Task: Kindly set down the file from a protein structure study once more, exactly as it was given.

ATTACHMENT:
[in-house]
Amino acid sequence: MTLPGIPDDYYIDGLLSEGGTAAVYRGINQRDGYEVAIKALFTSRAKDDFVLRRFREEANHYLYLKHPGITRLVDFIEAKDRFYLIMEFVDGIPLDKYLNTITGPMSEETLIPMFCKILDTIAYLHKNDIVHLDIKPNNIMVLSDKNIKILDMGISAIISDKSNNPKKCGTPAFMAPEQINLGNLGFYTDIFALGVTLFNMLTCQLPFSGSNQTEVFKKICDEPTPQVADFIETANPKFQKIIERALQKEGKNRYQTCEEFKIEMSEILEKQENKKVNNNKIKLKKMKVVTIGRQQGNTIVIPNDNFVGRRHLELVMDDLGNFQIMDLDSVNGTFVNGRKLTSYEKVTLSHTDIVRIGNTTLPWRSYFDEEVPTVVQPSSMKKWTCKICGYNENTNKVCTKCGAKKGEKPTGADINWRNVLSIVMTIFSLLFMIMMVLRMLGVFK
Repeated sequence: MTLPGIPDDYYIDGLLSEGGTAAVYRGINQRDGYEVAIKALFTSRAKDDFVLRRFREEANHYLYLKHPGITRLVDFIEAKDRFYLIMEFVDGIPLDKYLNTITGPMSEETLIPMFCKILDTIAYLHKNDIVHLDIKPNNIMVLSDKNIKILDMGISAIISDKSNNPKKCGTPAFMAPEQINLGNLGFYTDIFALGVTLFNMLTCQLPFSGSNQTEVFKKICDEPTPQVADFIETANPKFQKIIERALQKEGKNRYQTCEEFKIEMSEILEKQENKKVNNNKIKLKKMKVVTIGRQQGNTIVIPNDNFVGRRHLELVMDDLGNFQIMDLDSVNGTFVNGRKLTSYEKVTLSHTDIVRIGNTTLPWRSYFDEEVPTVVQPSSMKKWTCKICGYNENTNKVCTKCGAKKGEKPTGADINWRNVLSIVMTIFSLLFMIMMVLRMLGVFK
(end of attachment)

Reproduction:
[in-house]
Amino acid sequence: MTLPGIPDDYYIDGLLSEGGTAAVYRGINQRDGYEVAIKALFTSRAKDDFVLRRFREEANHYLYLKHPGITRLVDFIEAKDRFYLIMEFVDGIPLDKYLNTITGPMSEETLIPMFCKILDTIAYLHKNDIVHLDIKPNNIMVLSDKNIKILDMGISAIISDKSNNPKKCGTPAFMAPEQINLGNLGFYTDIFALGVTLFNMLTCQLPFSGSNQTEVFKKICDEPTPQVADFIETANPKFQKIIERALQKEGKNRYQTCEEFKIEMSEILEKQENKKVNNNKIKLKKMKVVTIGRQQGNTIVIPNDNFVGRRHLELVMDDLGNFQIMDLDSVNGTFVNGRKLTSYEKVTLSHTDIVRIGNTTLPWRSYFDEEVPTVVQPSSMKKWTCKICGYNENTNKVCTKCGAKKGEKPTGADINWRNVLSIVMTIFSLLFMIMMVLRMLGVFK
Repeated sequence: MTLPGIPDDYYIDGLLSEGGTAAVYRGINQRDGYEVAIKALFTSRAKDDFVLRRFREEANHYLYLKHPGITRLVDFIEAKDRFYLIMEFVDGIPLDKYLNTITGPMSEETLIPMFCKILDTIAYLHKNDIVHLDIKPNNIMVLSDKNIKILDMGISAIISDKSNNPKKCGTPAFMAPEQINLGNLGFYTDIFALGVTLFNMLTCQLPFSGSNQTEVFKKICDEPTPQVADFIETANPKFQKIIERALQKEGKNRYQTCEEFKIEMSEILEKQENKKVNNNKIKLKKMKVVTIGRQQGNTIVIPNDNFVGRRHLELVMDDLGNFQIMDLDSVNGTFVNGRKLTSYEKVTLSHTDIVRIGNTTLPWRSYFDEEVPTVVQPSSMKKWTCKICGYNENTNKVCTKCGAKKGEKPTGADINWRNVLSIVMTIFSLLFMIMMVLRMLGVFK